The Lightfoot era is set to get underway in earnest Wednesday, as aldermen gather for the first regularly scheduled City Council meeting since Mayor Lori Lightfoot’s inauguration.
But while Lightfoot has upended life as many aldermen knew it for decades — one thing will remain as it has for more than 50 years — Ald. Ed Burke’s presence in the Council Chambers.
The 14th Ward alderman — now under indictment on 14 counts of racketeering, bribery and extortion — has defied Lightfoot’s renewed and repeated calls for his resignation.
Lightfoot has said his continued presence will be “awkward” for her and other aldermen as they work to end decades of corruption at City Hall.
Burke has pled not guilty, and Lightfoot has no power to force him to resign. Only a conviction can force an alderman out of office.
It is likely the two elected officials will continue to clash, much like they did May 28, when Burke objected to Lightfoot’s reorganization of the City Council — and the mayor shut him down.
Before the full City Council meets, the Finance Committee will meet at 9 a.m. to again consider a $3.7 million settlement for the three victims of a 2014 crash in which a car plummeted 25 feet down after crashing through a barrier at the end of Oak Street.
In addition, the Zoning Committee is set to meet at 9:30 a.m. to appoint Lightfoot (A2019-37) to the Public Building Commission, which considers city construction projects.
Aldermen are also set to approve the first round of Lightfoot’s cabinet appointments:
- A2019-38 — Marisa Novara as housing commissioner [Our coverage]
- A2019-39 — Mark Flessner as corporation counsel [Our coverage]
- A2019-40 — Susie Park as budget director [Our coverage].
In addition, aldermen are set to confirm the membership of the City Council’s 18 committees and approve Lightfoot’s proposal tp (O2019-3901) to adjust their budgets. That plan includes $393,000 for “audio visual materials” to purchase equipment to allow City Council Committee meetings to be streamed online.
With a relatively light agenda in front of them on Wednesday, two high-profile pieces of legislation are set to be introduced — setting up big battles in the weeks ahead.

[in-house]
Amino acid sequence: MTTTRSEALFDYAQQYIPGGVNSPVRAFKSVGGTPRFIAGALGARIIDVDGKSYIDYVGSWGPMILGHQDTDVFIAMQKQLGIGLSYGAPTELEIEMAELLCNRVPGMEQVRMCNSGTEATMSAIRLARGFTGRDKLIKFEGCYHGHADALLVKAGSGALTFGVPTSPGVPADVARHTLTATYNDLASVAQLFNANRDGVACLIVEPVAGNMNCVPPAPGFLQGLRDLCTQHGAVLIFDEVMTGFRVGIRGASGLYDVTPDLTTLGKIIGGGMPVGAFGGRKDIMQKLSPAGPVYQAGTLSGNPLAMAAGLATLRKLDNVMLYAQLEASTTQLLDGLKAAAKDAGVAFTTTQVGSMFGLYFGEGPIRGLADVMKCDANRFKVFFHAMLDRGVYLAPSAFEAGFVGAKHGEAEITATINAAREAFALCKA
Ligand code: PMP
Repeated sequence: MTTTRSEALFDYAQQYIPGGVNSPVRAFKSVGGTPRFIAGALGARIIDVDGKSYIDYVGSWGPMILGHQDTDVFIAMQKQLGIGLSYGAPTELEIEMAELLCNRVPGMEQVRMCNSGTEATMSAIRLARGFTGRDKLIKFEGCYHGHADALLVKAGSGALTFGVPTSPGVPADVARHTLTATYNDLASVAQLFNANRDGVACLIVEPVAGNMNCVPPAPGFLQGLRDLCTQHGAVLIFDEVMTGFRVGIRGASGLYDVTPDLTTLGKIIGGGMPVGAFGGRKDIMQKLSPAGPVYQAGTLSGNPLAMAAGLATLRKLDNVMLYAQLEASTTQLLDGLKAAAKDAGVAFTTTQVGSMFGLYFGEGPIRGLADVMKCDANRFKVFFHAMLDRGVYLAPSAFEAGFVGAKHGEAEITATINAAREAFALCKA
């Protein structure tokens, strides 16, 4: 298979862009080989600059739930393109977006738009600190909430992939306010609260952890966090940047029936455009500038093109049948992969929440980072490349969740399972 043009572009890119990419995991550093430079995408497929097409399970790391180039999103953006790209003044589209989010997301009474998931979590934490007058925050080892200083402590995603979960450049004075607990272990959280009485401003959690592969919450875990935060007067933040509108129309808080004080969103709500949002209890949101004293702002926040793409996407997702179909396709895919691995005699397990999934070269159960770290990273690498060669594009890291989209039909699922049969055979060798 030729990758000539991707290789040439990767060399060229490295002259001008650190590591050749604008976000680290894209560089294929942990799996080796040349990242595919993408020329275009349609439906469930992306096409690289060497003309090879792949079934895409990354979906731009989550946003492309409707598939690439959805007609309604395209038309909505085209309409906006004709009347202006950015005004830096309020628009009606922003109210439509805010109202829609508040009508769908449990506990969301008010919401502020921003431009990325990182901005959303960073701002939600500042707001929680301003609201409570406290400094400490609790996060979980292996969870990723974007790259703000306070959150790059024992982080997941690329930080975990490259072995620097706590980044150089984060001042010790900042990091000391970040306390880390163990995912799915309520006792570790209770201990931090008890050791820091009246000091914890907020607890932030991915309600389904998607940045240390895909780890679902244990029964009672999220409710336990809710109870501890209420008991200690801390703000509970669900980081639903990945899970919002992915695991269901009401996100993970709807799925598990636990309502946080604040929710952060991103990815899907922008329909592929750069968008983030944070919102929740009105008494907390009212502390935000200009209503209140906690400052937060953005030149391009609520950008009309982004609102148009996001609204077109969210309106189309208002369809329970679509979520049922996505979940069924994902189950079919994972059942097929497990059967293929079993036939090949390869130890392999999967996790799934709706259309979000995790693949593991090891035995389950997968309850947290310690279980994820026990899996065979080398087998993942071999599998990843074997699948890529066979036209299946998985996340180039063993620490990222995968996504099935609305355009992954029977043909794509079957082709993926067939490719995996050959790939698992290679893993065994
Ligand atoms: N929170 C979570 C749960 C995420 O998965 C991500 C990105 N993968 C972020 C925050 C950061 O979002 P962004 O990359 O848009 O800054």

With the support of Lightfoot, aldermen will resurrect a push to give elected civilians oversight of the Chicago Police Department as part of a plan crafted by the Grassroots Alliance for Police Accountability.
In addition, a measure to increase Chicago’s minimum wage to $15 by July 1, 2021 will be introduced after advocates gather for a morning news conference to rally support.
The city’s minimum hourly wage, earned by approximately 400,000 Chicagoans, will rise from $12 to $13 on July 1 — the final major hike called for in a 2014 compromise measure crafted by Emanuel designed to block efforts to raise the hourly wage to $15.
Once Chicago’s minimum wage hits $13, it will be tied to the Consumer Price Index, and rise with inflation.
The state’s minimum wage will hit $15 per hour in 2025 under a law signed by Gov. JB Pritzker less than a month after he took office.
Lightfoot is also set to introduce a package of ethics reforms prompted by the allegations against Burke.
Lightfoot’s proposal would ban aldermen from working as property tax attorneys or in any capacity “that poses a potential liability or a conflict of interest with City of Chicago business.”
The proposal also expands the powers of Inspector General Joseph Ferguson to investigate aldermen and “audit council administrative procedures.”
The proposal would also hike the fine for violating the ethics ordinance from $500 to $1,000 for low-level violations and from $2,000 to $5,000 for high-level violations.
In addition, Lightfoot proposed expanding the definition of lobbyists to include non-profits.
Lightfoot’s proposal could be the first item considered by the newly formed Ethics and Good Governance Committee, to be chaired by Ald. Michele Smith (43).
Other items set to be considered by the City Council:
- O2019-2762 — A measure to purchase a 274,000-square-foot property at 3154 W. 95th St. in Ald. Susan Sadlowski-Garza’s 10th Ward from Indiana-based Brown, Inc. that the city leases for salt storage.
- O2019-2821 — A measure to sell 2840, 2853, 2910 and 2912 W. Van Buren St. to expand an urban farm center for $4 in the 27th Ward.
- O2018-2817 —Tthe sale of the old Marshall Square library building at 2724 W. Cermak Road for $1 to Latinos Progresando, a nonprofit that provides legal aid to immigrants, which plans to turn the building into offices and space for the community. [Block Club Chicago]
- O2019-2878 — The sale of vacant city-owned property at 6941 S. Stony Island Ave. to Illinois Power Development LLC for $100,000. The group plans to expand its Let Us Make Men program.
- O2019-3428 — A $4.2 million loan for the Nancy Franco-Maldonado Paseo Boricua Arts Building, which includes 15 live/work residences for artists, a theater and an art gallery.
- Three police misconduct settlements totaling $785,000 [Our coverage]